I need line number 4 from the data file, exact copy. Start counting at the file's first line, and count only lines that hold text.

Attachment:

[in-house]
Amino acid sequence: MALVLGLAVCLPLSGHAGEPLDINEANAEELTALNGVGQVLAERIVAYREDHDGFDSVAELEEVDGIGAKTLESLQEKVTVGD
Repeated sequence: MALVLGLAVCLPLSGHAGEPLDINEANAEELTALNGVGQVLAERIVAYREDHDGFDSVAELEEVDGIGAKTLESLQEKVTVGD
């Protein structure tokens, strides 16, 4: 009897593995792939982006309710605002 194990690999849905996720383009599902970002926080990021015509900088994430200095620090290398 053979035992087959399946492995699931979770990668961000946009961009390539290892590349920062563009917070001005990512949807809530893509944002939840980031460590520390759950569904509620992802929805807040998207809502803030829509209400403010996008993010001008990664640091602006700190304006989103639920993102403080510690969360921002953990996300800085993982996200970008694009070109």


């Protein structure tokens, strides 16, 4: 009897593995792939982006309710605002 194990690999849905996720383009599902970002926080990021015509900088994430200095620090290398 053979035992087959399946492995699931979770990668961000946009961009390539290892590349920062563009917070001005990512949807809530893509944002939840980031460590520390759950569904509620992802929805807040998207809502803030829509209400403010996008993010001008990664640091602006700190304006989103639920993102403080510690969360921002953990996300800085993982996200970008694009070109």